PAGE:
What is The Difference Between Hives and Shingles?

Have you ever had a hive breakout? I am guessing you have. If not, then you can count yourself lucky, but some of us do suffer from a condition known as herpes zoster. It is caused by a virus called the varicella-zoster virus (VZV). All of this may sound like “hives:” hives are raised welts on your skin that contain fluid or other contents of the body, such as puss. But what exactly is the difference between a hive and shingles?

Hives and Shingles are both pesky to deal with. Let’s get the difference between them out of the way so you can get back to enjoying your life.

What Are Hives?

Hives are a skin condition that causes red bumps and welts on your skin. They’re usually caused by an allergic reaction to something you’ve eaten or come into contact with, or by stress. Hives can be very uncomfortable and painful, but they don’t last long usually only a few days, depending on what’s causing them.

What Are Shingles?

Shingles are also a kind of rash that causes painful blisters on one side of your body. They’re caused by the herpes zoster virus, which is related to the herpes simplex viruses that cause cold sores and genital herpes. Shingles generally appear in people who have had chickenpox before: if you had chickenpox when you were younger (and most people do), then there’s a chance that you’ll get shingles later in life as well.

What Is The Difference Between Hives and Shingles?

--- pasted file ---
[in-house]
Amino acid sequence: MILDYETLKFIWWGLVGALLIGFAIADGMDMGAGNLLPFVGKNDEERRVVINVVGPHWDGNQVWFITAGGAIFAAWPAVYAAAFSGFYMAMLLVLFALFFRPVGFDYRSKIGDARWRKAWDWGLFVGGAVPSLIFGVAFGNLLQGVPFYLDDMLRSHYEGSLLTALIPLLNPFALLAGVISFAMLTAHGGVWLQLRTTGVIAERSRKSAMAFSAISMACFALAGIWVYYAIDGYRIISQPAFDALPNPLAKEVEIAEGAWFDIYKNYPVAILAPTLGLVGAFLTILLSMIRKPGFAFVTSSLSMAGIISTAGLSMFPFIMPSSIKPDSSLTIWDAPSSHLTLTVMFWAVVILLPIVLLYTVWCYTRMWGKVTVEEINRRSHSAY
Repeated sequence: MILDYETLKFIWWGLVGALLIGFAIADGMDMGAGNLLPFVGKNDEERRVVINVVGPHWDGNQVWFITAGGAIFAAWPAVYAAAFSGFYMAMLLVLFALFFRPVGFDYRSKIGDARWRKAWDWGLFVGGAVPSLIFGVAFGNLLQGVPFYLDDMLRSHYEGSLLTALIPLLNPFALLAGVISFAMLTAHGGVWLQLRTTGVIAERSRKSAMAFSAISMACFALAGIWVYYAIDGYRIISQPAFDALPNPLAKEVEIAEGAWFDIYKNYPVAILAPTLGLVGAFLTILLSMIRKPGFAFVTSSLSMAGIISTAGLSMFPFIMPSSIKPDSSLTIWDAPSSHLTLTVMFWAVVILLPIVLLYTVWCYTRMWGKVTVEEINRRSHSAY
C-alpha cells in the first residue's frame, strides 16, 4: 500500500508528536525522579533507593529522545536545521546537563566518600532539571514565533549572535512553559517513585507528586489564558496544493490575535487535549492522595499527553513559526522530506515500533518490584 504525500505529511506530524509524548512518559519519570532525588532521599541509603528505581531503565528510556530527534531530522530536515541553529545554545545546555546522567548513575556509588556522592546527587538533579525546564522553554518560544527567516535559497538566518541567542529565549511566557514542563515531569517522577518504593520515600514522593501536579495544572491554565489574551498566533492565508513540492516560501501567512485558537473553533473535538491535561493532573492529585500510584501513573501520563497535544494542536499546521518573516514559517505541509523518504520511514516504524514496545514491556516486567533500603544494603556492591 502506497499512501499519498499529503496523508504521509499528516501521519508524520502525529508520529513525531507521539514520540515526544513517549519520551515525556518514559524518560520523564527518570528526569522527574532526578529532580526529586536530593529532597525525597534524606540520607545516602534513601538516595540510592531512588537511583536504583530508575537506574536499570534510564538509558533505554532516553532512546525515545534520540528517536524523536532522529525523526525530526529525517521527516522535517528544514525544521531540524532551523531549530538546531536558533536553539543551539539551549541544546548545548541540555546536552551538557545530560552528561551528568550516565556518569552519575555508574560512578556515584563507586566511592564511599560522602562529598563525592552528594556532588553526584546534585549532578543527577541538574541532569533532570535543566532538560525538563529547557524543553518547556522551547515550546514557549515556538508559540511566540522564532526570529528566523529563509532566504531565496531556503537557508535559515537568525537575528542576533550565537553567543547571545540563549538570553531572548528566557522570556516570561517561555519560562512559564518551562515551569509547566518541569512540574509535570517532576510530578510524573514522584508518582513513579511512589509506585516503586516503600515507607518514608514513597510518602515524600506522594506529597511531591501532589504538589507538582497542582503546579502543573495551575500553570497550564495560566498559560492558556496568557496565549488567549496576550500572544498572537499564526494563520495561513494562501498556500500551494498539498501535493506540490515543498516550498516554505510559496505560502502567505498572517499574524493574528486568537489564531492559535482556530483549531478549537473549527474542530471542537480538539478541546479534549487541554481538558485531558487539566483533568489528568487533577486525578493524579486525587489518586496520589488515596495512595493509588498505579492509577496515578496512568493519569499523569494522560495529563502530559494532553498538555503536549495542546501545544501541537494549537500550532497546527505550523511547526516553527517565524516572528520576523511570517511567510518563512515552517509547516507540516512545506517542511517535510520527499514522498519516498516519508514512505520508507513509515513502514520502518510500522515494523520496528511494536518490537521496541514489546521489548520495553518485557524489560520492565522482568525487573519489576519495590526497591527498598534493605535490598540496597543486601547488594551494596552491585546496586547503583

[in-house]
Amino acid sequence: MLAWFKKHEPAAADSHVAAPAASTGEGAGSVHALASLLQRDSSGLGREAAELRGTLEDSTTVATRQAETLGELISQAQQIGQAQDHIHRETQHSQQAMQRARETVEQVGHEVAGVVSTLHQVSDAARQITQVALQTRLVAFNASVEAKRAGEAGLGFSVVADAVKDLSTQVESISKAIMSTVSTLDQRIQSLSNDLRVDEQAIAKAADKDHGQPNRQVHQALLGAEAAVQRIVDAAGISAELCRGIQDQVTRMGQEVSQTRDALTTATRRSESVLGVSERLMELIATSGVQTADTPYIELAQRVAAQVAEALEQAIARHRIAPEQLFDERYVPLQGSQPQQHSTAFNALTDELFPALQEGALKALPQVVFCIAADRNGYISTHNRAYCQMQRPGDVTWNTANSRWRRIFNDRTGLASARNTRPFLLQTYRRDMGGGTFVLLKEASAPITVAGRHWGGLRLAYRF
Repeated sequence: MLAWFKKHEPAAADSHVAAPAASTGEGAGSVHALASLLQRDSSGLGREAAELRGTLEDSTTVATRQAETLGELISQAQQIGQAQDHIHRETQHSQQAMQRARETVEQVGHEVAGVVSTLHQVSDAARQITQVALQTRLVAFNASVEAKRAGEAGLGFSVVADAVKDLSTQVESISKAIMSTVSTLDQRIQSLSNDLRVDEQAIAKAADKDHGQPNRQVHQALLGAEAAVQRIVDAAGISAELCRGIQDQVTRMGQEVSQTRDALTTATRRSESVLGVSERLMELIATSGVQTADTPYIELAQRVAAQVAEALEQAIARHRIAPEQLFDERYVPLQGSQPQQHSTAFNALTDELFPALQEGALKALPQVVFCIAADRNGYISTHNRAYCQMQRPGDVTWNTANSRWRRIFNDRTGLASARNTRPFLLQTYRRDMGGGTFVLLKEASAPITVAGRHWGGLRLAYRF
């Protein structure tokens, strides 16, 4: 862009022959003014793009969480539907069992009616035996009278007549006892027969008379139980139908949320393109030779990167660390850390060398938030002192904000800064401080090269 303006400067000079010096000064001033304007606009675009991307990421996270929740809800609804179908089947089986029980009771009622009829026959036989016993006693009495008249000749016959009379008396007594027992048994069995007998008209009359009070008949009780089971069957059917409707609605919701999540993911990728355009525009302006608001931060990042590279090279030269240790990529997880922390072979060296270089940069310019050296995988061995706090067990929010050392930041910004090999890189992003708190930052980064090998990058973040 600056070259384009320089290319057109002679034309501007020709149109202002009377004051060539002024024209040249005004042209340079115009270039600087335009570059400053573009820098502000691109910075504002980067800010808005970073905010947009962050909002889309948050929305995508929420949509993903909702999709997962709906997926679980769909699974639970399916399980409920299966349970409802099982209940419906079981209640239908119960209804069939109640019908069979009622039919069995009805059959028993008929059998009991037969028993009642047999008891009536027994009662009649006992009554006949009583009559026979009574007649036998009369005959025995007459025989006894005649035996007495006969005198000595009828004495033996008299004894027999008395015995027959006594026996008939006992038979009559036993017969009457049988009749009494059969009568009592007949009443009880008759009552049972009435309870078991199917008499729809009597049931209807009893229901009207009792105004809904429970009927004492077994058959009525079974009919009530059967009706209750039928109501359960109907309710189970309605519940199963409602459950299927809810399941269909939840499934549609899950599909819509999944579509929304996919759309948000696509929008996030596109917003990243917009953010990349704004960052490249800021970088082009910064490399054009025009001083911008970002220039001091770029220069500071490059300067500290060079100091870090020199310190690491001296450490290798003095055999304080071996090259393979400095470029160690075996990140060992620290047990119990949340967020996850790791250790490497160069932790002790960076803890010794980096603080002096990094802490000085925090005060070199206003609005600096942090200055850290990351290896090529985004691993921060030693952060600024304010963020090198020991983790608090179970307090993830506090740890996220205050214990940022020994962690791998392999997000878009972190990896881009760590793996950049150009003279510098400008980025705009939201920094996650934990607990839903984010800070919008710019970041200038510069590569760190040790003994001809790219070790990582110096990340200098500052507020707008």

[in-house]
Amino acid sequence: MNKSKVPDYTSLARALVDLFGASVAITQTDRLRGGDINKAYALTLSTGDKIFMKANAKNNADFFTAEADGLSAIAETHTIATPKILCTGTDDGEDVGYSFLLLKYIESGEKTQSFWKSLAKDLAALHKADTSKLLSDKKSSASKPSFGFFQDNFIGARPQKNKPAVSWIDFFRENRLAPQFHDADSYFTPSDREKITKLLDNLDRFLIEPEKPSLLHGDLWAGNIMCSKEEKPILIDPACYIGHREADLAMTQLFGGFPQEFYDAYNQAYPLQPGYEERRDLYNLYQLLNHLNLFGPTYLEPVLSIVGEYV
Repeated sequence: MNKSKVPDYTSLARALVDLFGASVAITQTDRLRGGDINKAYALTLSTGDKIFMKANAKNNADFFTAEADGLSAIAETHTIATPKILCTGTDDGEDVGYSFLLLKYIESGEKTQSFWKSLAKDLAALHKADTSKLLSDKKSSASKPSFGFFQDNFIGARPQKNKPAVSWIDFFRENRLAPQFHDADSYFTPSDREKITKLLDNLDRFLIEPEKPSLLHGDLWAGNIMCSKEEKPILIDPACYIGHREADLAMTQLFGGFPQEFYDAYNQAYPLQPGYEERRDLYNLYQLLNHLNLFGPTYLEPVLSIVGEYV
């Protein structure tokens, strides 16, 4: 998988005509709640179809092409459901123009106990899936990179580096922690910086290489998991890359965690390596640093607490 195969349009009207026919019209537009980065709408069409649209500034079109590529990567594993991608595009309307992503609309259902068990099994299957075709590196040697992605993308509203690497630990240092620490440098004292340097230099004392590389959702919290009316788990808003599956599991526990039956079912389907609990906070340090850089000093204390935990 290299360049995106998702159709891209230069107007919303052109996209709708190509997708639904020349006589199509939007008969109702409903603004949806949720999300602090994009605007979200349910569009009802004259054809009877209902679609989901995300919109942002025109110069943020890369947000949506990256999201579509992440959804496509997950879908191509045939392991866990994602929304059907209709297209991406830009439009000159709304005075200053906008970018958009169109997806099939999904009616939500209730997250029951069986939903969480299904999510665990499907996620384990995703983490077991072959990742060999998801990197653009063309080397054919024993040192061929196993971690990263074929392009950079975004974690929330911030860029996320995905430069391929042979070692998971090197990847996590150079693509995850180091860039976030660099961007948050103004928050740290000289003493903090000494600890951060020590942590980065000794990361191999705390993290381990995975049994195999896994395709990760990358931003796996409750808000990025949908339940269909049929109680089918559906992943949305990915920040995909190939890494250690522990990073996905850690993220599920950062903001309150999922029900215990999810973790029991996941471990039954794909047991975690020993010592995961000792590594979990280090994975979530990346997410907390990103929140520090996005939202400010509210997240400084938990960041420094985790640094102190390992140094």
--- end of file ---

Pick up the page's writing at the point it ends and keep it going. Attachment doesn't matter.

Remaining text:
Shingles and hives are both related to the same medical condition, but they have some important differences.

Shingles are a skin rash that includes a band of small blisters on a strip of skin. It’s caused by the same virus that causes chickenpox, and it can be very uncomfortable. A hive is a raised area of skin on your body that feels like an insect bite or sting. You may have had hives before; they’re usually temporary and not serious.

Hives are usually caused by an allergic reaction to something you’ve eaten or breathed in, such as pollen or chemicals in cleaning products. They’re also sometimes triggered by stress or exercise. Even if you’ve never had hives before, if you know what your triggers are, you can avoid them and prevent future attacks from happening again!

Shingles is a different kind of rash entirely it’s caused by the same virus that causes chickenpox (varicella-zoster virus), but it only affects adults who have already had chickenpox before they were old enough for their bodies to make antibodies against the virus (usually around age five). Shingles are more common among older adults whose immune systems aren’t as strong as they used to be (like after undergoing chemotherapy treatments).

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